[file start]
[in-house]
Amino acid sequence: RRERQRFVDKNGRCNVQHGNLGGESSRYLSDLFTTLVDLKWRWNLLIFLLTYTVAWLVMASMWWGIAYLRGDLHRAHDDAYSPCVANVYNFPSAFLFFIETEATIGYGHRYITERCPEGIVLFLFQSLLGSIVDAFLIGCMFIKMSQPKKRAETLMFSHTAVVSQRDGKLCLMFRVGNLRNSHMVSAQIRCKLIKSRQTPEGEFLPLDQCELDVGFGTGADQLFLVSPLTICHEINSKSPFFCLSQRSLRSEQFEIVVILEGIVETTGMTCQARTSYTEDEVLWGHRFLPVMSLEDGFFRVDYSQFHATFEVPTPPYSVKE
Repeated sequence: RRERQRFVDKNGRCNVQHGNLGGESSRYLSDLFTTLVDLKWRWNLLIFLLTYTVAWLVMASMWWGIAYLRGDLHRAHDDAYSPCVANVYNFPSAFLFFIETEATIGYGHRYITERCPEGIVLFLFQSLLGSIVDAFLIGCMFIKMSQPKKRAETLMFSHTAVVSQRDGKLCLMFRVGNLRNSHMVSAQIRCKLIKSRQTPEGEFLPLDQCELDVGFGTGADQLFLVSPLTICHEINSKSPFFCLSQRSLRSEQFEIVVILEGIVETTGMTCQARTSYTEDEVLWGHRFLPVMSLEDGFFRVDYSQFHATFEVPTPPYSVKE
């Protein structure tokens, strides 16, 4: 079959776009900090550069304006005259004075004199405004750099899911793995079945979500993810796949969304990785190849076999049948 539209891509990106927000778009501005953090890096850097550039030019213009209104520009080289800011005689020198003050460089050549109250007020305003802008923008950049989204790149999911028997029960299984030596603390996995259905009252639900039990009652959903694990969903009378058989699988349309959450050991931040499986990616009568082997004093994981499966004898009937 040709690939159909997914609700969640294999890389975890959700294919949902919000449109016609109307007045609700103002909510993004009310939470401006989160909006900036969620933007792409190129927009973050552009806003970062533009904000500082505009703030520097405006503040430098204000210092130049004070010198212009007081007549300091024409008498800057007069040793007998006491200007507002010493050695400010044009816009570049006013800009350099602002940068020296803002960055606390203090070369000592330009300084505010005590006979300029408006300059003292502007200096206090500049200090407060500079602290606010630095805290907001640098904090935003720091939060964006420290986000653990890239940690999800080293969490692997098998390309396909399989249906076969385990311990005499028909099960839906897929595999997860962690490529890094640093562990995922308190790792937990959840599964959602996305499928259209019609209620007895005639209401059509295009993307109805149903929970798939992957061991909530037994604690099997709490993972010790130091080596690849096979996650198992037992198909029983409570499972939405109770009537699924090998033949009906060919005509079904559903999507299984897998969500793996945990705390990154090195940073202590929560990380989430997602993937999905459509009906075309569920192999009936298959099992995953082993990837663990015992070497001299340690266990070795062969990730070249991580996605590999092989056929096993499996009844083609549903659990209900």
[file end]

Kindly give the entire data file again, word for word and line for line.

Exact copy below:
[in-house]
Amino acid sequence: RRERQRFVDKNGRCNVQHGNLGGESSRYLSDLFTTLVDLKWRWNLLIFLLTYTVAWLVMASMWWGIAYLRGDLHRAHDDAYSPCVANVYNFPSAFLFFIETEATIGYGHRYITERCPEGIVLFLFQSLLGSIVDAFLIGCMFIKMSQPKKRAETLMFSHTAVVSQRDGKLCLMFRVGNLRNSHMVSAQIRCKLIKSRQTPEGEFLPLDQCELDVGFGTGADQLFLVSPLTICHEINSKSPFFCLSQRSLRSEQFEIVVILEGIVETTGMTCQARTSYTEDEVLWGHRFLPVMSLEDGFFRVDYSQFHATFEVPTPPYSVKE
Repeated sequence: RRERQRFVDKNGRCNVQHGNLGGESSRYLSDLFTTLVDLKWRWNLLIFLLTYTVAWLVMASMWWGIAYLRGDLHRAHDDAYSPCVANVYNFPSAFLFFIETEATIGYGHRYITERCPEGIVLFLFQSLLGSIVDAFLIGCMFIKMSQPKKRAETLMFSHTAVVSQRDGKLCLMFRVGNLRNSHMVSAQIRCKLIKSRQTPEGEFLPLDQCELDVGFGTGADQLFLVSPLTICHEINSKSPFFCLSQRSLRSEQFEIVVILEGIVETTGMTCQARTSYTEDEVLWGHRFLPVMSLEDGFFRVDYSQFHATFEVPTPPYSVKE
């Protein structure tokens, strides 16, 4: 079959776009900090550069304006005259004075004199405004750099899911793995079945979500993810796949969304990785190849076999049948 539209891509990106927000778009501005953090890096850097550039030019213009209104520009080289800011005689020198003050460089050549109250007020305003802008923008950049989204790149999911028997029960299984030596603390996995259905009252639900039990009652959903694990969903009378058989699988349309959450050991931040499986990616009568082997004093994981499966004898009937 040709690939159909997914609700969640294999890389975890959700294919949902919000449109016609109307007045609700103002909510993004009310939470401006989160909006900036969620933007792409190129927009973050552009806003970062533009904000500082505009703030520097405006503040430098204000210092130049004070010198212009007081007549300091024409008498800057007069040793007998006491200007507002010493050695400010044009816009570049006013800009350099602002940068020296803002960055606390203090070369000592330009300084505010005590006979300029408006300059003292502007200096206090500049200090407060500079602290606010630095805290907001640098904090935003720091939060964006420290986000653990890239940690999800080293969490692997098998390309396909399989249906076969385990311990005499028909099960839906897929595999997860962690490529890094640093562990995922308190790792937990959840599964959602996305499928259209019609209620007895005639209401059509295009993307109805149903929970798939992957061991909530037994604690099997709490993972010790130091080596690849096979996650198992037992198909029983409570499972939405109770009537699924090998033949009906060919005509079904559903999507299984897998969500793996945990705390990154090195940073202590929560990380989430997602993937999905459509009906075309569920192999009936298959099992995953082993990837663990015992070497001299340690266990070795062969990730070249991580996605590999092989056929096993499996009844083609549903659990209900």